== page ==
“I can say that from being there with one secretary and reviewing the work of many other secretaries in my academic research, there are many, many cables the secretary never sees,” said Larry Wilkerson, who was chief of staff to Colin L. Powell.  “From time to time, the deputy may ‘chop’ [approve], the undersecretary may ‘chop’, or the assistant secretary or office director may ‘chop’ — and the cable goes.”

Wilkerson added that there is a way to learn who saw a cable before it was issued.

“Were I in my old job, I could tell immediately by going to the administrative section on the 7th floor [where the secretary’s office is] and asking to see the coordination and approval sheet,” he said. “That reflects all who saw it, complete with their initials, indicating they saw it. It also includes who approved it. If it did not get to the secretary, that sheet should be in the originator's bureau/office. In short, there is a very specific record who saw and ‘chopped’ on any cable, whether it got to the 7th floor or not.” 

Frederick R. Hill, spokesman for the House Oversight and Government Reform Committee, defended Issa’s claim that Clinton “outright denied security”  because her “signature” was on the cable, in part because he says State has been uncooperative in explaining the circumstances of the cable. He noted that House Republicans have called on Obama to make the cable public:

This cable shows that resource denial decisions did not just occur informally — in phone conversations and e-mails amongst less senior officials — but were actually run up the chain of command and made through supervised Department processes sanctioned under the Secretary’s authority.

Some of the names of those who participated in the process of clearing and approving the cable viewed by congressional investigators were inexplicably redacted by the State Department from the document. On multiple occasions, Congressional investigators objected to these type of redactions and requested unredacted documents, including this cable. State Department has still not complied with these requests.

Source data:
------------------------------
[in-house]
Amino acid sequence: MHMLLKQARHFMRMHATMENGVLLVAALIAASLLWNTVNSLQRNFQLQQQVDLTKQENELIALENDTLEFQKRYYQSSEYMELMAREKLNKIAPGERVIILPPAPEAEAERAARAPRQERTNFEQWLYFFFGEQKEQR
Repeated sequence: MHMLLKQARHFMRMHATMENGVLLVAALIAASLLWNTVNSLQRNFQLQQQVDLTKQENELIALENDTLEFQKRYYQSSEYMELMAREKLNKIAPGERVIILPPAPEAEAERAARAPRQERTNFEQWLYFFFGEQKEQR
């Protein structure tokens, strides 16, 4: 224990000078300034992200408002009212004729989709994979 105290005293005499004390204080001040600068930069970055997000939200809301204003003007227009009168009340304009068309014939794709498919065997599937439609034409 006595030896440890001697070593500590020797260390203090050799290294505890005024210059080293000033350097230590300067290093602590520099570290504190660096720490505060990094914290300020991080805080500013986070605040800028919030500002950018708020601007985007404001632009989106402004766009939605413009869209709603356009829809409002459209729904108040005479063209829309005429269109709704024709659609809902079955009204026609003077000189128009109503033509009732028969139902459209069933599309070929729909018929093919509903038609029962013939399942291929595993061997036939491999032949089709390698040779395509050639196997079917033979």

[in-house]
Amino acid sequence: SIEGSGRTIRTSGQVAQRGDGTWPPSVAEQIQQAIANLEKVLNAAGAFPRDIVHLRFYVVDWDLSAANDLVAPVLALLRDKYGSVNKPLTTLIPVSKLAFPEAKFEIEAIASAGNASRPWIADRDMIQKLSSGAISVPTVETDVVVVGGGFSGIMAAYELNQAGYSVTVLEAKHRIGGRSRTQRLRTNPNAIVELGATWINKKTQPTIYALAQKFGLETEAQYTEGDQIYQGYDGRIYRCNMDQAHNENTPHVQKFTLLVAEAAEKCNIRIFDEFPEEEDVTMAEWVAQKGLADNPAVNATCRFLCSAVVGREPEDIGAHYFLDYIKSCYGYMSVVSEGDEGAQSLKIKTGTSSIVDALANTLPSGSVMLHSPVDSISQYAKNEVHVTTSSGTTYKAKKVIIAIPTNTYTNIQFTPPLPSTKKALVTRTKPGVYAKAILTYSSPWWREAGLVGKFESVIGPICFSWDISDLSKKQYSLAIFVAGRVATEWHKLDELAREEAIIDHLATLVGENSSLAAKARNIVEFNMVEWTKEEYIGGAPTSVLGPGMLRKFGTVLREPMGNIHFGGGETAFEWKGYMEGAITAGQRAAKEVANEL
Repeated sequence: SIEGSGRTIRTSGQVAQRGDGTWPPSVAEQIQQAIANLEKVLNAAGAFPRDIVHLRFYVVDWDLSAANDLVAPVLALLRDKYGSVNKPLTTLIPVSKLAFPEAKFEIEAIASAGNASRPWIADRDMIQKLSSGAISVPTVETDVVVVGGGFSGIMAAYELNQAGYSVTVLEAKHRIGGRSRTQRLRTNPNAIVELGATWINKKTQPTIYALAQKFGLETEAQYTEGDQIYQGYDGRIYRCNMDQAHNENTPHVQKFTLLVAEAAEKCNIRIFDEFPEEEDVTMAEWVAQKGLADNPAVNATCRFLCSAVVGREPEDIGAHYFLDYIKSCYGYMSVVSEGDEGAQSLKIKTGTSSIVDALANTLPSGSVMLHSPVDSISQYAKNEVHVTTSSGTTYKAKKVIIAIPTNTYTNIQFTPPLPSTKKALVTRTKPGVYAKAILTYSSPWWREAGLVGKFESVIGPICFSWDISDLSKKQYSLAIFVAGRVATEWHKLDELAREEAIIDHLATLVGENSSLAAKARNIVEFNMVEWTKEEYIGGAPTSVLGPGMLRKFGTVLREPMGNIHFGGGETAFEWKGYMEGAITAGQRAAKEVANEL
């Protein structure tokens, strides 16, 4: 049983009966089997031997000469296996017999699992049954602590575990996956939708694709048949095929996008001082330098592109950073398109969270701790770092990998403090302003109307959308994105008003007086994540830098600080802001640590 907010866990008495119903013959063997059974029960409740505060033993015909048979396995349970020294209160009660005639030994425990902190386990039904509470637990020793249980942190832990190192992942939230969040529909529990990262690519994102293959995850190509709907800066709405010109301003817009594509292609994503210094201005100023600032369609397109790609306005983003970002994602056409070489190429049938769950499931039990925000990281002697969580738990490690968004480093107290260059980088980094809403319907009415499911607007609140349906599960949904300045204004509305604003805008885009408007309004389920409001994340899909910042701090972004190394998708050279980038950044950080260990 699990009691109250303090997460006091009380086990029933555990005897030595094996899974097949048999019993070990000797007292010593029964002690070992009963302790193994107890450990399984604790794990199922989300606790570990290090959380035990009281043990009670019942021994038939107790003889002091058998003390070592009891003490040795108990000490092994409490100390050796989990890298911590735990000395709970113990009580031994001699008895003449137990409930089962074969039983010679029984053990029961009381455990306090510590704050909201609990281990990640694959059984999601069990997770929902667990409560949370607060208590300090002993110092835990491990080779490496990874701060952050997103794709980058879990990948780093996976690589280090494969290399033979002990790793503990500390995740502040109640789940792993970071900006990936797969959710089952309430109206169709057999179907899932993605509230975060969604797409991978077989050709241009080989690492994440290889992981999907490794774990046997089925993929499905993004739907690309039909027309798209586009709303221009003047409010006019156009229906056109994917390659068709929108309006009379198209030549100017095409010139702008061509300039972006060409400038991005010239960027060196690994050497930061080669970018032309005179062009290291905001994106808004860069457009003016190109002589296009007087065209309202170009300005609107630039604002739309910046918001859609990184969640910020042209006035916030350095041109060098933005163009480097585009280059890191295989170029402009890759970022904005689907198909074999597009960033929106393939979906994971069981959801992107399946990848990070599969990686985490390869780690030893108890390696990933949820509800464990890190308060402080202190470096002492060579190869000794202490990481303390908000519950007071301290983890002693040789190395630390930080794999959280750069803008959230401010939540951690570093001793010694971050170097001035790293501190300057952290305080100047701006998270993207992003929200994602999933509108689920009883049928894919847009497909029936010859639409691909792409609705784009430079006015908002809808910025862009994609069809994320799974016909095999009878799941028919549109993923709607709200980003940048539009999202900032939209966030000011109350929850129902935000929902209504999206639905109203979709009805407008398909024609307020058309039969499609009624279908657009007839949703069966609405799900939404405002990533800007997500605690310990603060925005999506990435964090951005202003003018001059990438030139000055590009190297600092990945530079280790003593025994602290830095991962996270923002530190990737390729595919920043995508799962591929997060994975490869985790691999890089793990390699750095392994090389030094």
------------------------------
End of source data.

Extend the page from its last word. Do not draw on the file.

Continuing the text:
The Pinocchio Test

In his interview, Issa presented this as a “gotcha” moment, but it relies on an absurd understanding of the word “signature.” We concede that there might be some lingering questions — such as whether anyone in Clinton’s office saw this cable before it was issued — but that does not excuse using language that comes close to suggesting Clinton lied under oath.

Issa would be on much stronger ground if he didn’t claim that Clinton signed it, but that it was fishy and he was seeking more information on who had crafted and approved the cable. The House GOP report also veers close to the edge with its phrasing about Clinton’s “signature.”

In some ways, one could argue this is worth Three Pinocchios because, after all, it is technically correct to refer to a “signature.” But that ignores the fact that the State Department is a vast organization and even office directors can send out a cable that ends up with the secretary’s “signature.”

At this point, Issa has no basis or evidence to show that Clinton had anything to do with this cable — any more than she personally approved a cable on proper e-mail etiquette. The odds are extremely long that Clinton ever saw or approved this memo, giving us confidence that his inflammatory and reckless language qualifies as a “whopper.”

Four Pinocchios